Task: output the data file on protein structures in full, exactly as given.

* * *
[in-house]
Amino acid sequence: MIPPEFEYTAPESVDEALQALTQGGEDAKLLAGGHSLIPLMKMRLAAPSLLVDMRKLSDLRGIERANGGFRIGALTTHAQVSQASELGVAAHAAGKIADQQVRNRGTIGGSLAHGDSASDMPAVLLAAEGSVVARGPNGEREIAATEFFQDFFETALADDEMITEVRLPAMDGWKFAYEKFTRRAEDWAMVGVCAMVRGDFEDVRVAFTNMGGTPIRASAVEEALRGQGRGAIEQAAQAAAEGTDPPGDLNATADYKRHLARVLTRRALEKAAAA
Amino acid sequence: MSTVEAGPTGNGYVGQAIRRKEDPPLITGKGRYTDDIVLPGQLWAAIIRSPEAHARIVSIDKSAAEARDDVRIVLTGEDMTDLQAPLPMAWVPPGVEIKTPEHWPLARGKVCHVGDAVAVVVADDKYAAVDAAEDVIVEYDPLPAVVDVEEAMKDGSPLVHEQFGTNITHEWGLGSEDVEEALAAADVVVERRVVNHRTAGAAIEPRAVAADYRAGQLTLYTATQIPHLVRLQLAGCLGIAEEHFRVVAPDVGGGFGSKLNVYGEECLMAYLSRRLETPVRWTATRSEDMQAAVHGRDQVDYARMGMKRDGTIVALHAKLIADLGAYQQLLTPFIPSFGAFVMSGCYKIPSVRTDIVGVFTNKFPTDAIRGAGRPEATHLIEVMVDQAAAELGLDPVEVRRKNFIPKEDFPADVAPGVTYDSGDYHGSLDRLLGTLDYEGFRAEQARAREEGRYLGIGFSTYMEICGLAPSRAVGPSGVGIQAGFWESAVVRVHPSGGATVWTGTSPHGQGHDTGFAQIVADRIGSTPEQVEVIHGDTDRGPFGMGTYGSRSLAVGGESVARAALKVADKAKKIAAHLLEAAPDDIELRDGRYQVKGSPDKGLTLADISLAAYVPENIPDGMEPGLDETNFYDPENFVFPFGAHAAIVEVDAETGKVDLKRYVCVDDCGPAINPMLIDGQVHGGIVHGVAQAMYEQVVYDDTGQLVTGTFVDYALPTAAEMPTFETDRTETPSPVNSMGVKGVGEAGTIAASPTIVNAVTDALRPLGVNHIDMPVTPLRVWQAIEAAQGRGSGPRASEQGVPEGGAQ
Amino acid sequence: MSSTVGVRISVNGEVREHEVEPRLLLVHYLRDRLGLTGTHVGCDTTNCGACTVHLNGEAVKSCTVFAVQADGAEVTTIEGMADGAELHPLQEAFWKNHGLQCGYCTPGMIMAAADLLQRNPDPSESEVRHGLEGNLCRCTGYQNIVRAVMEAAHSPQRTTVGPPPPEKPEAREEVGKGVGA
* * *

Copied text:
[in-house]
Amino acid sequence: MIPPEFEYTAPESVDEALQALTQGGEDAKLLAGGHSLIPLMKMRLAAPSLLVDMRKLSDLRGIERANGGFRIGALTTHAQVSQASELGVAAHAAGKIADQQVRNRGTIGGSLAHGDSASDMPAVLLAAEGSVVARGPNGEREIAATEFFQDFFETALADDEMITEVRLPAMDGWKFAYEKFTRRAEDWAMVGVCAMVRGDFEDVRVAFTNMGGTPIRASAVEEALRGQGRGAIEQAAQAAAEGTDPPGDLNATADYKRHLARVLTRRALEKAAAA
Amino acid sequence: MSTVEAGPTGNGYVGQAIRRKEDPPLITGKGRYTDDIVLPGQLWAAIIRSPEAHARIVSIDKSAAEARDDVRIVLTGEDMTDLQAPLPMAWVPPGVEIKTPEHWPLARGKVCHVGDAVAVVVADDKYAAVDAAEDVIVEYDPLPAVVDVEEAMKDGSPLVHEQFGTNITHEWGLGSEDVEEALAAADVVVERRVVNHRTAGAAIEPRAVAADYRAGQLTLYTATQIPHLVRLQLAGCLGIAEEHFRVVAPDVGGGFGSKLNVYGEECLMAYLSRRLETPVRWTATRSEDMQAAVHGRDQVDYARMGMKRDGTIVALHAKLIADLGAYQQLLTPFIPSFGAFVMSGCYKIPSVRTDIVGVFTNKFPTDAIRGAGRPEATHLIEVMVDQAAAELGLDPVEVRRKNFIPKEDFPADVAPGVTYDSGDYHGSLDRLLGTLDYEGFRAEQARAREEGRYLGIGFSTYMEICGLAPSRAVGPSGVGIQAGFWESAVVRVHPSGGATVWTGTSPHGQGHDTGFAQIVADRIGSTPEQVEVIHGDTDRGPFGMGTYGSRSLAVGGESVARAALKVADKAKKIAAHLLEAAPDDIELRDGRYQVKGSPDKGLTLADISLAAYVPENIPDGMEPGLDETNFYDPENFVFPFGAHAAIVEVDAETGKVDLKRYVCVDDCGPAINPMLIDGQVHGGIVHGVAQAMYEQVVYDDTGQLVTGTFVDYALPTAAEMPTFETDRTETPSPVNSMGVKGVGEAGTIAASPTIVNAVTDALRPLGVNHIDMPVTPLRVWQAIEAAQGRGSGPRASEQGVPEGGAQ
Amino acid sequence: MSSTVGVRISVNGEVREHEVEPRLLLVHYLRDRLGLTGTHVGCDTTNCGACTVHLNGEAVKSCTVFAVQADGAEVTTIEGMADGAELHPLQEAFWKNHGLQCGYCTPGMIMAAADLLQRNPDPSESEVRHGLEGNLCRCTGYQNIVRAVMEAAHSPQRTTVGPPPPEKPEAREEVGKGVGA